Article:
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Publication Detail
The role of human extra-striate visual areas V5/MT and V2/V3 in the perception of the direction of global motion: a TMS study
  • Publication Type:
    Journal article
  • Publication Sub Type:
    Article
  • Authors:
    Cowey A, Campana G, Walsh V, Vaina L
  • Publication date:
    06/2006
  • Pagination:
    pp.558, 562
  • Journal:
    Experimental Brain Research
  • Volume:
    171
  • Issue:
    4
  • Print ISSN:
    0014-4819
  • Notes:
    Imported via OAI, 7:29:01 24th Mar 2007
Abstract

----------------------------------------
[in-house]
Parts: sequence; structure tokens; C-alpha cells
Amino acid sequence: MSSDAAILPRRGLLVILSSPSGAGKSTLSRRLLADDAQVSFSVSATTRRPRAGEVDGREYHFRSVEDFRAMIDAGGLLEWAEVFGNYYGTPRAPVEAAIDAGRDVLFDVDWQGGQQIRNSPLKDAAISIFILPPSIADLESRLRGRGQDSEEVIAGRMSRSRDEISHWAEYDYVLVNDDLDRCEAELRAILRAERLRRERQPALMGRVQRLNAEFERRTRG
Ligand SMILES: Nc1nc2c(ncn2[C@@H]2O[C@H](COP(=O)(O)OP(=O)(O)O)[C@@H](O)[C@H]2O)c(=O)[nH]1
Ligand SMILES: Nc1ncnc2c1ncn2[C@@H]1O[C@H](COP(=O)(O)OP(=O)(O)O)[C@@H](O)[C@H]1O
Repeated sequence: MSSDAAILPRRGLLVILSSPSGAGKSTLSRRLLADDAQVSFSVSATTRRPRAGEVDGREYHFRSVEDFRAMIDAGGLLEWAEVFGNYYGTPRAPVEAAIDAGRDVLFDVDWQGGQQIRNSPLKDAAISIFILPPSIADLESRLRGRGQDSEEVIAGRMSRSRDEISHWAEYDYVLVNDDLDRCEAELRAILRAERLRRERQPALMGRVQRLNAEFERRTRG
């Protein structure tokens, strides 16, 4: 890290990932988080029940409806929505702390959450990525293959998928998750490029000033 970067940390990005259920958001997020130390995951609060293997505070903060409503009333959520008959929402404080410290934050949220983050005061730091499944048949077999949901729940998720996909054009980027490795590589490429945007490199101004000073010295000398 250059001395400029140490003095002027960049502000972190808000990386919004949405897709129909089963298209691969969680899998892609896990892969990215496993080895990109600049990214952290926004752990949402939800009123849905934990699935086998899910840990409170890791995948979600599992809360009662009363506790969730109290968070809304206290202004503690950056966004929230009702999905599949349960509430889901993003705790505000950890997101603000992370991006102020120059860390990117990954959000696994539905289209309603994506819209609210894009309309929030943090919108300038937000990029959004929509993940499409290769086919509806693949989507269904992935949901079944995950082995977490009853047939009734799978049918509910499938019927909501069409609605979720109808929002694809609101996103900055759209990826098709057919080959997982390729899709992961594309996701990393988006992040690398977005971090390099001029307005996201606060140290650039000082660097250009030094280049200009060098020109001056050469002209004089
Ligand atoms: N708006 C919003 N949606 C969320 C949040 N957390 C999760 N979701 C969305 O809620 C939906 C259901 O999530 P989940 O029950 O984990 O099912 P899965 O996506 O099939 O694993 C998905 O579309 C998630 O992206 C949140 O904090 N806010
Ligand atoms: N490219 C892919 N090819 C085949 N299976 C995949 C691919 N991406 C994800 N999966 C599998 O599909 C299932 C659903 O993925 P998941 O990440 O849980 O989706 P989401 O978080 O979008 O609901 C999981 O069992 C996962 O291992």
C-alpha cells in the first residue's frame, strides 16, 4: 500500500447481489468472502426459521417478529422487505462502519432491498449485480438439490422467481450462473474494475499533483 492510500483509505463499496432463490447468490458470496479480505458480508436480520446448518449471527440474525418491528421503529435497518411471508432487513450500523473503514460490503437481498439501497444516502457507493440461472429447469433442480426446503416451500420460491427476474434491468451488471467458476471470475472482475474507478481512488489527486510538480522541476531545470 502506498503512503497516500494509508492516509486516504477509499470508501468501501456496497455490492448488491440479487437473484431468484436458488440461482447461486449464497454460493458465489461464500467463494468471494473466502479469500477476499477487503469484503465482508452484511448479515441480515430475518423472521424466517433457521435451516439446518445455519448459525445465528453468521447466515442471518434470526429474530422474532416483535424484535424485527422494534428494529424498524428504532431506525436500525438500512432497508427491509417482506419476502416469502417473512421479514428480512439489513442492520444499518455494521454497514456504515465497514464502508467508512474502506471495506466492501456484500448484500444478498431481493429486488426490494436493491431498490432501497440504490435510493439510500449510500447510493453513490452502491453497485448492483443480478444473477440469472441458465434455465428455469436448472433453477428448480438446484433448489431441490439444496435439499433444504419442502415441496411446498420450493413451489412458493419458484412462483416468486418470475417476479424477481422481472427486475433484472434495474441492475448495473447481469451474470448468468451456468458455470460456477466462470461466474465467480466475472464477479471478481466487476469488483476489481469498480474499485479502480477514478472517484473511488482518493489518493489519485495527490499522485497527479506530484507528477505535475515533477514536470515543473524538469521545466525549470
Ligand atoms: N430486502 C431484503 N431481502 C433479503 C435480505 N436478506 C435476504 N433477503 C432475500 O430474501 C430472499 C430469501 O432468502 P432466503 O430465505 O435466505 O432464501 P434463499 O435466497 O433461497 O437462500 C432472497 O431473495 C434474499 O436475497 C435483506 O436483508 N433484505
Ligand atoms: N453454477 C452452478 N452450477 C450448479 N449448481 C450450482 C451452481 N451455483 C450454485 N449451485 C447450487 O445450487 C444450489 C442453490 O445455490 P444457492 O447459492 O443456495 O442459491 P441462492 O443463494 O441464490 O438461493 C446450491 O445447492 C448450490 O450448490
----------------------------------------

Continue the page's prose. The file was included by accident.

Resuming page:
Several published single case studies reveal a double dissociation between the effects of brain damage in separate extra-striate cortical visual areas on the perception of global visual motion defined by a difference in luminance (first-order motion) versus motion defined by a difference in contrast (second-order motion). In particular, the medial extrastriate cortical region V2/V3 seems to be crucial for the perception of first-order motion, but not for second-order, whereas a lateral and more anterior portion of the cortex close to the temporo?parieto?occipital junction (in the territory of the human motion area hV5/MT+) seems to be essential only for the perception of second-order motion. In order to test the hypothesis of a functional specialization of different visual areas for different types of motion, we applied repetitive transcranial magnetic stimulation (rTMS) unilaterally over areas V2/V3, V5/MT, or posterior parietal cortex (PPC) while subjects performed a 2AFC task with first- or second-order global motion displays in the contralateral visual field. Results showed a comparable disruption of the two types of motion, with both rTMS over V2/V3 or over MT/V5, and little or no effect with rTMS over PPC. The results suggest that either the previous psychophysical results with neurological patients are incorrect (highly unlikely) or that the lateral and medial regions are directly connected (as they are in macaque monkeys) such that stimulating one automatically affects the other, in this instance disruptively Several published single case studies reveal a double dissociation between the effects of brain damage in separate extra-striate cortical visual areas on the perception of global visual motion defined by a difference in luminance (first-order motion) versus motion defined by a difference in contrast (second-order motion). In particular, the medial extrastriate cortical region V2/V3 seems to be crucial for the perception of first-order motion, but not for second-order, whereas a lateral and more anterior portion of the cortex close to the temporo?parieto?occipital junction (in the territory of the human motion area hV5/MT+) seems to be essential only for the perception of second-order motion. In order to test the hypothesis of a functional specialization of different visual areas for different types of motion, we applied repetitive transcranial magnetic stimulation (rTMS) unilaterally over areas V2/V3, V5/MT, or posterior parietal cortex (PPC) while subjects performed a 2AFC task with first- or second-order global motion displays in the contralateral visual field. Results showed a comparable disruption of the two types of motion, with both rTMS over V2/V3 or over MT/V5, and little or no effect with rTMS over PPC. The results suggest that either the previous psychophysical results with neurological patients are incorrect (highly unlikely) or that the lateral and medial regions are directly connected (as they are in macaque monkeys) such that stimulating one automatically affects the other, in this instance disruptively
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